Stewart J. Forsyth
Summary.—Three variables distinguished those altruistic motorists who stopped for a male hitch-hiker from those non-altruistic motorists who did not. All motorists who stopped for the hitch-hiker were male, motorists who passed by the hitch-hiker tended to have no experience of hitch-hiking, and motorists who reported that they lacked experience of hitch-hikers or hitchhiking tended to express negative affect toward hitch-hikers. The result that previous experience of hitch-hiking was positively correlated with the response of picking up hitch-hikers was considered in terms of the indirect or generalized reciprocation demonstrated by motorists making this response and also in terms of the learning demonstrated by these motorists after their exposure to a model of appropriate behavior.
The study of altruism has significance for the encouragement of selflessness in an egoistic world (Campbell, 1975; Weiner, 1977), and as a theoretical perplexity for behavioral and evolutionary theory (Campbell, 1975). Altruistic behavior can be defined
as behavior that benefits another organism, not closely related, while being apparently detrimental to the organism performing the behavior, benefit or detriment being defined in terms of contribution to inclusive fitness (Trivers, 1971; p. 35).
Some sufficient prerequisites of altruistic behavior are that the potential recipient demonstrates appropriate dependency (Krebs, 1970), that the potential altruist experiences such affect as is an appropriate correlate of his altruistic behavior (e.g., Aronfreed & Paskal, 1968; Rawlings, 1968), or that the potential altruist has observed other individuals behaving in an appropriately altruistic fashion (Latane, 1967; Latane & Rodin, 1969). Some apparent altruism could be the indirect reciprocation of others previous selflessness. Such extended, or generalized, reciprocity has been demonstrated in laboratory studies (Berkowitz & Daniels, 1964; Goranson &. Berkowitz, 1966; Greenglass, 1969).
In a naturalistic setting the present study tested whether subjects’ altruism, as motorists stopping for a hitch-hiker, could be predicted in terms of generalized reciprocity, that is, whether altruistic motorists had previously hitchhiked.
Two hundred sixty-five motorists, 27 of whom gave rides to a male hitchhiker and 238 of whom passed him by, were subjects.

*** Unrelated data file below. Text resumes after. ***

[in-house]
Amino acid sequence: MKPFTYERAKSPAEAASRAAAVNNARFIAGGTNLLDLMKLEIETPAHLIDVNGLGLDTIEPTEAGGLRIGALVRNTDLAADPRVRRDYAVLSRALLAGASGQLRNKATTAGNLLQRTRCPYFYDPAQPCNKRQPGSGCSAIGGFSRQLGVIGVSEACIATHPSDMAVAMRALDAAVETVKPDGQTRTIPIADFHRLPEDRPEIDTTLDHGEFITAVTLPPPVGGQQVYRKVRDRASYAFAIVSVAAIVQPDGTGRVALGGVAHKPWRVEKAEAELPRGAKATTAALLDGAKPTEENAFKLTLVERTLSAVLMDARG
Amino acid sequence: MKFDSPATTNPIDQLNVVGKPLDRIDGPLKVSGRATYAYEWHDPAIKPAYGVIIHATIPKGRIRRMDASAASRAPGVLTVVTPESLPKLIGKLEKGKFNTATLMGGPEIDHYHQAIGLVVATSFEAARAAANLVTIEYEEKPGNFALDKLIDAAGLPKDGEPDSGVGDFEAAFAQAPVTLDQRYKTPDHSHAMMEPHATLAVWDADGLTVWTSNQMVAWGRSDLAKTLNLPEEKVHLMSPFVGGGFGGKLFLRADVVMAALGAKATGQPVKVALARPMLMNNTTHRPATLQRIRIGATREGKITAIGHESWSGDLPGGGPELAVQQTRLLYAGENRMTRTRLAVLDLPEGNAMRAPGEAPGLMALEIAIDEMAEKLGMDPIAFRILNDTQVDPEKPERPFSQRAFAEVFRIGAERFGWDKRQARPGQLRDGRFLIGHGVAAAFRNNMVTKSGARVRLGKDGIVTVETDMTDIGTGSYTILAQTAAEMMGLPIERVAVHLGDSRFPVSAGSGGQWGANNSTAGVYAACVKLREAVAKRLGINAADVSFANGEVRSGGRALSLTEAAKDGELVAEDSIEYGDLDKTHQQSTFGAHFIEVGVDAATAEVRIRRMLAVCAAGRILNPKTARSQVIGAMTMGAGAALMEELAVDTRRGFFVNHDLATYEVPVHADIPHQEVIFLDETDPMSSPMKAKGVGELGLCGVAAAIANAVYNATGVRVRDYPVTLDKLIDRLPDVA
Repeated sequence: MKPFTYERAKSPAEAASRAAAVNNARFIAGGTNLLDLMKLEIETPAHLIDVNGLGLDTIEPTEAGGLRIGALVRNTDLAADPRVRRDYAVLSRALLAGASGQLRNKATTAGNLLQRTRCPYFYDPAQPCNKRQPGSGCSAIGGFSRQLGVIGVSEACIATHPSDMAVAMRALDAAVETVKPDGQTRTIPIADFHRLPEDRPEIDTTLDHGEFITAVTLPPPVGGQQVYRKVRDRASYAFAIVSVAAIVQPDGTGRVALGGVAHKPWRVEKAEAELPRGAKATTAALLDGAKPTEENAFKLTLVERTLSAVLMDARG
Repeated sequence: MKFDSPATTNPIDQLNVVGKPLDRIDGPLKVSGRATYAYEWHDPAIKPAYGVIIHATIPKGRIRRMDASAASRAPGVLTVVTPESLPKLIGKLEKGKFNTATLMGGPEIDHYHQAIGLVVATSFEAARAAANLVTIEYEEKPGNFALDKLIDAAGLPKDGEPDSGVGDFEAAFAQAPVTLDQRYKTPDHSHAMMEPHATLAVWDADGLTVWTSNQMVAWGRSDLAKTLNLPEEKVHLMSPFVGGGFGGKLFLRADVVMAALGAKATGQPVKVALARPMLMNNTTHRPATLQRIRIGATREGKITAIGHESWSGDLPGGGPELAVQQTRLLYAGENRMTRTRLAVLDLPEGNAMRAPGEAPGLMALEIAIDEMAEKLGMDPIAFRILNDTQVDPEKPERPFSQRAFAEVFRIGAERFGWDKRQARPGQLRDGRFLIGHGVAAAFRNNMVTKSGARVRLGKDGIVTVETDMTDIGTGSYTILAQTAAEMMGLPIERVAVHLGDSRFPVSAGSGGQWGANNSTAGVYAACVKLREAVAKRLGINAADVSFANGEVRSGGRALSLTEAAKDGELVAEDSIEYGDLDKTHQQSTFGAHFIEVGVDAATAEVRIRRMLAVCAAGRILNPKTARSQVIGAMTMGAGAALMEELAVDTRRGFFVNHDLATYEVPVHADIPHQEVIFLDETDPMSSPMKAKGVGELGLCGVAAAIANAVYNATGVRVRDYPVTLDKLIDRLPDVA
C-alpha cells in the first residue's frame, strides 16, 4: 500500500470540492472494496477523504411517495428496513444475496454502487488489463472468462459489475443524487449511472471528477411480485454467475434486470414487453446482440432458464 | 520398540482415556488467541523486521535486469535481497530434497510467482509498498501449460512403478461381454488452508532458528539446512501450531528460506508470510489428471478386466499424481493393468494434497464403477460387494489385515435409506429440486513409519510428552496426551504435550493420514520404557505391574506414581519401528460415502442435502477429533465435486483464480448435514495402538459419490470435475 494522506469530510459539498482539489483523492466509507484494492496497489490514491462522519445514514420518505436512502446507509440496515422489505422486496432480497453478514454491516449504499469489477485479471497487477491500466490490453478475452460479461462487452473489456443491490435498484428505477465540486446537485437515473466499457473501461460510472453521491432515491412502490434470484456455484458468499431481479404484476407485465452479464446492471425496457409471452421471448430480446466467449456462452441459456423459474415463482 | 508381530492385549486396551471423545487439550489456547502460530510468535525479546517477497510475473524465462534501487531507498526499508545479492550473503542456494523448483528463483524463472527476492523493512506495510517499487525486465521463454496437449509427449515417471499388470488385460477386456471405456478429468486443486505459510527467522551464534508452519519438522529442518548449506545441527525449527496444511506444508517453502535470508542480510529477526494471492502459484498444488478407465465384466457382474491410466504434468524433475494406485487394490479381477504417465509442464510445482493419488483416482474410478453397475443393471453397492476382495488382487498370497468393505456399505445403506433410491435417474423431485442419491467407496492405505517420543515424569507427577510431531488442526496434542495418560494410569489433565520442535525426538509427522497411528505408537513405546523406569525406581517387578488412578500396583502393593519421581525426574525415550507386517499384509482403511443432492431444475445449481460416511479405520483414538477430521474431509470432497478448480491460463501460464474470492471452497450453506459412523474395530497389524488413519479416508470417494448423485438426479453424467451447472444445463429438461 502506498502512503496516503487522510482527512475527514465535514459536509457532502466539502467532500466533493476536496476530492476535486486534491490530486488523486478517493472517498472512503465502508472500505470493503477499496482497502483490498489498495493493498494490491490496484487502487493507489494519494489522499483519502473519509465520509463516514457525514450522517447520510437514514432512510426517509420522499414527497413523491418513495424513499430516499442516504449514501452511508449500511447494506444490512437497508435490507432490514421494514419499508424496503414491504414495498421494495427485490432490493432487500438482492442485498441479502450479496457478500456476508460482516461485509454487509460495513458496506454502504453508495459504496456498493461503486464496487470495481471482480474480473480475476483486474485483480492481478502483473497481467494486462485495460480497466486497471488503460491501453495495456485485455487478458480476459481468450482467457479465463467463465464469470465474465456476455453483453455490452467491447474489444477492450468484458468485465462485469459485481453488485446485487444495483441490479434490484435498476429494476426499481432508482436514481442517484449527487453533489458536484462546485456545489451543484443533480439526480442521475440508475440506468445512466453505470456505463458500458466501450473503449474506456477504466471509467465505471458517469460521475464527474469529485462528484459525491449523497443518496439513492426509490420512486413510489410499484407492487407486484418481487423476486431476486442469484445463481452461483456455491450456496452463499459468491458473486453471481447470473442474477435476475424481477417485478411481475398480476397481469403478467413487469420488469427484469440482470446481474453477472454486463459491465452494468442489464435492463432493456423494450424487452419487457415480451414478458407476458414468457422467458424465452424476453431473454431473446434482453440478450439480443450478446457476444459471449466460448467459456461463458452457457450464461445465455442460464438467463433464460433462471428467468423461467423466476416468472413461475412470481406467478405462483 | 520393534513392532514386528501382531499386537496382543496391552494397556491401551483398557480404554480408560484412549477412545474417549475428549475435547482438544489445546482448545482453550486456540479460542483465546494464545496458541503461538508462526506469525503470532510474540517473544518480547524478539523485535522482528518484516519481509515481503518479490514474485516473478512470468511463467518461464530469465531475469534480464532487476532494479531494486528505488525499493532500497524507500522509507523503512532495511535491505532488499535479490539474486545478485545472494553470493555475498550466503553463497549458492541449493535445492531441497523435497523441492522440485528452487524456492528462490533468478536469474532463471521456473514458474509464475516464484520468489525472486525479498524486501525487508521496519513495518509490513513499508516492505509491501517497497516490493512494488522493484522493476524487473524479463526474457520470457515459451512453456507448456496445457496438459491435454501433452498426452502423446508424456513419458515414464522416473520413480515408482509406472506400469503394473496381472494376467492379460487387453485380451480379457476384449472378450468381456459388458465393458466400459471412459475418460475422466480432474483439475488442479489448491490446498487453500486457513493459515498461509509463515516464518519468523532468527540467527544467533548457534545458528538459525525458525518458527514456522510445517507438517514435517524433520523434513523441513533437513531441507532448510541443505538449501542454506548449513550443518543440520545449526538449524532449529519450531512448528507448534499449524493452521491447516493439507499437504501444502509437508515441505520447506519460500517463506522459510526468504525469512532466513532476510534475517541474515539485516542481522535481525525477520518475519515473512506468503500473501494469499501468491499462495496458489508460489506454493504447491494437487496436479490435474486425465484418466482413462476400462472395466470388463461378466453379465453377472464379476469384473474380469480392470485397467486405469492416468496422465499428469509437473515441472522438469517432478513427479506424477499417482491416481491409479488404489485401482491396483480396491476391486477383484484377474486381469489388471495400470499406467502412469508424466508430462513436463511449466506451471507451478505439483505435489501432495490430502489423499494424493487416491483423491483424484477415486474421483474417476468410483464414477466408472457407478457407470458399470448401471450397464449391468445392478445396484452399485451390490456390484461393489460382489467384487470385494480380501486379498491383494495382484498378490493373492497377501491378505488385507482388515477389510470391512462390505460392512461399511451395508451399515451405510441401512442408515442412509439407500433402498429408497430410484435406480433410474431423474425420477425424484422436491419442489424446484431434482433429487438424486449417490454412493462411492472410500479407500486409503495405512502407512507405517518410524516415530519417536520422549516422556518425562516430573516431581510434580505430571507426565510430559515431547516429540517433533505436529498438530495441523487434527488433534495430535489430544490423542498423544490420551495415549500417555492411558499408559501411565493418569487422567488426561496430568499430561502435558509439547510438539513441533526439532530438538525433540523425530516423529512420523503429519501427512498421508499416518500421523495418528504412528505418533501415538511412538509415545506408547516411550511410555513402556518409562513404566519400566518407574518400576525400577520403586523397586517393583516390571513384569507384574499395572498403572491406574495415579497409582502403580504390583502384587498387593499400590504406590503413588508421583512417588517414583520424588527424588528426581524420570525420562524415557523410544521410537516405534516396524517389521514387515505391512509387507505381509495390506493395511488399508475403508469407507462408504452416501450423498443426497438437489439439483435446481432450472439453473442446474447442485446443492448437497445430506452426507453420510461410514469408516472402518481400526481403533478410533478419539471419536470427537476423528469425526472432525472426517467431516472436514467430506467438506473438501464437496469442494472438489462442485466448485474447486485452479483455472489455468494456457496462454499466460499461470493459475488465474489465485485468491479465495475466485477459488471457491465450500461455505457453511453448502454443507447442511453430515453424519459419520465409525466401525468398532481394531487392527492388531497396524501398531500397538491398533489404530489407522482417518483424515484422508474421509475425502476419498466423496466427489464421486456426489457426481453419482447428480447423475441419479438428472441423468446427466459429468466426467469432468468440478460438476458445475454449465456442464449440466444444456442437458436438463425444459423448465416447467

Hitch-hiker and His Equipment
The bearded and short-haired male hitch-hiker was dressed in shirt, shorts, sandals, and carried a back-pack and notebook.
The hitch-hiker hiked only from positions conforming to two criteria. First, while in a position oncoming motorists were able to recognize him as a hitch-hiker and able to stop nearby without endangering their vehicles. Second, that from these positions the experimenter-hiker could see oncoming motorists, judge the space available within their vehicles, and record the platenumbers of those vehicles which could have transported him.
While travelling with those motorists who stopped and offered him a ride, the experimenter asked them about their previous hitch-hiking experience but did not inform them that they were participating in a study. Three months after this a questionnaire purporting to be from an organization entitled the Road Transport Study Group was addressed to all the motorists, including those who had stopped for him, whom the experimenter had enumerated (addresses were provided by the Motor Registration Centre of the Post Office).
This questionnaire was introduced to the motorists as being an attempt to assess “. . . aspects of and attitudes to hitch-hiking.” It was emphasized that all information supplied was anonymous and confidential. The only identifying mark on the questionnaire was one to indicate whether the respondent had passed by or had picked up the researcher during the experimental period.
Of the 238 questionnaires distributed to those motorists who passed the researcher by, 83 (35%) were completed and returned. The questionnaire return rate from those motorists who had stopped for the researcher was 6 of 22 (22%). This low absolute number of returns from the ‘altruistic’ motorists precluded the comparison on many of the variables measured by the questionnaire of this sample with that of the ‘non-altruistic’ motorists who passed the researcher by.
Self-report of Picking Up Hitch-hikers
Of the motorist sample who passed by the researcher and returned questionnaires 47 (57%) claimed that they had picked up hitch-hikers in their history of driving. All of the six motorists who had picked up the researcher and returned their questionnaires indicated that they had previously picked up a hitch-hiker.
Sex of Motorists
All of the 27 motorists who picked up the researcher were male, while 19 (22%) of the motorists who passed by and returned questionnaires were female. The tendency for ‘altruistic’ motorists to be male is significant according to the chi-square test (χ² = 6.83, df = 1, p < .005, 1-tailed).